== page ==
The recent attack against tourists in Tunisia tends to demonstrate that IS multiple calls for leaderless resistance are paying off. The reason is simple. There is no need for command and control, no need for a complicated chain of support, but simply a matter of people reading IS literature and being frustrated by the situation in their country. An armed assault as the one that recently occurred in Tunisia is anything but sophisticated. The scary part is it doesn’t take a lot of planning. A guy with an AK 47 just walks up and starts shooting down a lot of people. It is extremely difficult to prevent that from happening. There are too many supporters or sympathizers to survey.
This is also a clear message from the militants: we are on the move and you can’t stop us.But the leaderless resistance strategy puts the grassroots jihadists without support from the core of the organisation. Those volunteers are most of the time poor professionals in terrorism tradecraft with insignificant training and funding.
Shift to soft targets
Since 2005, Al Qaeda and the global jihadist movement as a whole moved from centralised leadership organisations toward regional franchises. These groups are less professional and often unable to attacks hard targets.
In addition, increased security measures at hard targets, such as government facilities or embassies, have forced terrorists to move toward more vulnerable soft targets. The choice went on to striking international hotels. This tendency has been accelerating for 10 years.International hotels are often full of Western businessmen or diplomats and Government people. International hotels in major cities are indeed high value environment for militants seeking to kill people and gain international media coverage.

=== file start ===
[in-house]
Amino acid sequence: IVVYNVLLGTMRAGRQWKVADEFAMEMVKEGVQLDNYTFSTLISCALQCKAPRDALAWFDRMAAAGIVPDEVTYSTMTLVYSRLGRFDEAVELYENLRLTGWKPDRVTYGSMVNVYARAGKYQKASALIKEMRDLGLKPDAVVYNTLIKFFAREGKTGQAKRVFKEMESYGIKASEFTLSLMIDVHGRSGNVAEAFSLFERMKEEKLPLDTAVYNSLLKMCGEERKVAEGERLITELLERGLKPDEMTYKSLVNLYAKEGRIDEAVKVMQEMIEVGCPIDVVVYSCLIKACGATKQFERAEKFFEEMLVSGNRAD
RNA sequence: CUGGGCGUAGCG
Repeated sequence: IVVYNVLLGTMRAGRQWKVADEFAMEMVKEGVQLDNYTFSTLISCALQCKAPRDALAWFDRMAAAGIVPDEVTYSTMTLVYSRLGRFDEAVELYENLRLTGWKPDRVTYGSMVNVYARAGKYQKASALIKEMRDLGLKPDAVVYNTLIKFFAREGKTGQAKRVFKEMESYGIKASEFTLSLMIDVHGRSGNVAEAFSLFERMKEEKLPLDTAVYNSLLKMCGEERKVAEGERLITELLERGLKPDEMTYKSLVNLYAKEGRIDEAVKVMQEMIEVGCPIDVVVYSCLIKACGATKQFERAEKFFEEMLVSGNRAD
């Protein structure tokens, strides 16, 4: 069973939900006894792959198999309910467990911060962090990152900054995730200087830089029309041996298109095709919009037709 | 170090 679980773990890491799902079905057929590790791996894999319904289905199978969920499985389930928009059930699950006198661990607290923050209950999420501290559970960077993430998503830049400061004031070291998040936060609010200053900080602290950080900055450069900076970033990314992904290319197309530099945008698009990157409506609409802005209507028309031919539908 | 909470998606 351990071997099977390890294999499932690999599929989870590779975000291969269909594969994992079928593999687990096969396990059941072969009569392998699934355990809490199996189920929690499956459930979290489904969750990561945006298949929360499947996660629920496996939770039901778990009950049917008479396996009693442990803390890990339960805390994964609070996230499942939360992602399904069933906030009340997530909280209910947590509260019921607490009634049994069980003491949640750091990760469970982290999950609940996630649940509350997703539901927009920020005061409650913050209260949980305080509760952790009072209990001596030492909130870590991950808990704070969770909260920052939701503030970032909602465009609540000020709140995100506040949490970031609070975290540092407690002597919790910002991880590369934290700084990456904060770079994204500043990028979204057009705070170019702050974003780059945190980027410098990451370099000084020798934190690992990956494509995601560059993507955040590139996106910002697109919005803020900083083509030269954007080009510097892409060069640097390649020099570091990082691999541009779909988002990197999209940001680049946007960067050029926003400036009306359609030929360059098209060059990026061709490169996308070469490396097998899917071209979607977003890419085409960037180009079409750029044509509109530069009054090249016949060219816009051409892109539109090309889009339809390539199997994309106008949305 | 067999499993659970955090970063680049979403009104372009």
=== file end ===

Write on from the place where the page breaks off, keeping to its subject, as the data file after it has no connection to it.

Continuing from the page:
Threat on hotels
The unlikely possibility to success of an attack on traditional hard targets has left the jihadists with no option than to shift to soft targets. But such strikes are seen, from a terrorist point of view, as low symbolic value with limited political and ideological benefit. Within the range of soft targets, international hotels provide the combination of symbolism and a death toll. The jihadists view hotels, especially in Muslim countries, as places were men and women mix freely, drink alcohol, and dance. It is therefore also a strike against a corrupt establishment enjoying life at the needy majority. In addition, these attacks can impact local markets in countries with major tourism-based economies, leading to social unrest.
The continuing and increasing threat against hotels has forced them to take preventive security measures to protect guests and employees. This change of security policy in hotels leaves the grassroots militants – who are quite always lone wolves – with few hopes of conducting paying attacks in accordance with their great expectations to reach the highest step of the dreadful podium.
Public space: a new soft target tendency
Given the above, grassroots terrorists started by blindly killing people in the streets of the Western cities. The only effective attack, and the deadliest, was the one against the Charlie Hebdo last January, which stand as an exception. Otherwise, the death toll seldom exceed two or three dead people, often including the attacker himself.
The need to choose better targets led the militants to settle on open space such as museums or any free access places with a high concentration of people. The attack in Tunisia in a seaside resort is clearly the result of this situation.
Given the results of the recent jihadist operation in Tunisia − negative economic and psychological impact plus worldwide media coverage – similar armed assaults are likely to become model within the jihadist community. We can already assess that they will be used against similar soft targets elsewhere.